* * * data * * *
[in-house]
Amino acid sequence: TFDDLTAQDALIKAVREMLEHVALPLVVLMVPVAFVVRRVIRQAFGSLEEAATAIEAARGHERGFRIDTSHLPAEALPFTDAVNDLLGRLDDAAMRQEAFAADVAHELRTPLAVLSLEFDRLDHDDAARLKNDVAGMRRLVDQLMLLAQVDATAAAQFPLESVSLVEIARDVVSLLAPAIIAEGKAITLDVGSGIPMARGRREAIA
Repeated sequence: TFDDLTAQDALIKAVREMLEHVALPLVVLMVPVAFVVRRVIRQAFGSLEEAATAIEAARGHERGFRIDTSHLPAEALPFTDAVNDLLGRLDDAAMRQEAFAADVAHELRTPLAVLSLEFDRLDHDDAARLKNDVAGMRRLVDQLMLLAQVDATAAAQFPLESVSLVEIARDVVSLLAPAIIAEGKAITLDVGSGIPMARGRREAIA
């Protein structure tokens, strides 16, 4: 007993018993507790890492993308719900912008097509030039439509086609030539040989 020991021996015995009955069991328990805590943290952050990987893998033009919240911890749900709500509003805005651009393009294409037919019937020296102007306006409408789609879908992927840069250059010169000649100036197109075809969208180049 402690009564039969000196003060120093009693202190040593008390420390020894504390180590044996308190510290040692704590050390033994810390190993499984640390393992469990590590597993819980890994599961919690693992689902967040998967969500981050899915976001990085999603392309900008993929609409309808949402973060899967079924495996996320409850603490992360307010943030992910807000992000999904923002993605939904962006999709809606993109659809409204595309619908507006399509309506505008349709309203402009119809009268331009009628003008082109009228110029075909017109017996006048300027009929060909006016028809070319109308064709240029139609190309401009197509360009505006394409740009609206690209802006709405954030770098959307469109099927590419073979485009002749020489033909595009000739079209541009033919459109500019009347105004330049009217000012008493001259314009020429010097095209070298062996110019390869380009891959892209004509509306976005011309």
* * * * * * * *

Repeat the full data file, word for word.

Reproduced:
[in-house]
Amino acid sequence: TFDDLTAQDALIKAVREMLEHVALPLVVLMVPVAFVVRRVIRQAFGSLEEAATAIEAARGHERGFRIDTSHLPAEALPFTDAVNDLLGRLDDAAMRQEAFAADVAHELRTPLAVLSLEFDRLDHDDAARLKNDVAGMRRLVDQLMLLAQVDATAAAQFPLESVSLVEIARDVVSLLAPAIIAEGKAITLDVGSGIPMARGRREAIA
Repeated sequence: TFDDLTAQDALIKAVREMLEHVALPLVVLMVPVAFVVRRVIRQAFGSLEEAATAIEAARGHERGFRIDTSHLPAEALPFTDAVNDLLGRLDDAAMRQEAFAADVAHELRTPLAVLSLEFDRLDHDDAARLKNDVAGMRRLVDQLMLLAQVDATAAAQFPLESVSLVEIARDVVSLLAPAIIAEGKAITLDVGSGIPMARGRREAIA
């Protein structure tokens, strides 16, 4: 007993018993507790890492993308719900912008097509030039439509086609030539040989 020991021996015995009955069991328990805590943290952050990987893998033009919240911890749900709500509003805005651009393009294409037919019937020296102007306006409408789609879908992927840069250059010169000649100036197109075809969208180049 402690009564039969000196003060120093009693202190040593008390420390020894504390180590044996308190510290040692704590050390033994810390190993499984640390393992469990590590597993819980890994599961919690693992689902967040998967969500981050899915976001990085999603392309900008993929609409309808949402973060899967079924495996996320409850603490992360307010943030992910807000992000999904923002993605939904962006999709809606993109659809409204595309619908507006399509309506505008349709309203402009119809009268331009009628003008082109009228110029075909017109017996006048300027009929060909006016028809070319109308064709240029139609190309401009197509360009505006394409740009609206690209802006709405954030770098959307469109099927590419073979485009002749020489033909595009000739079209541009033919459109500019009347105004330049009217000012008493001259314009020429010097095209070298062996110019390869380009891959892209004509509306976005011309």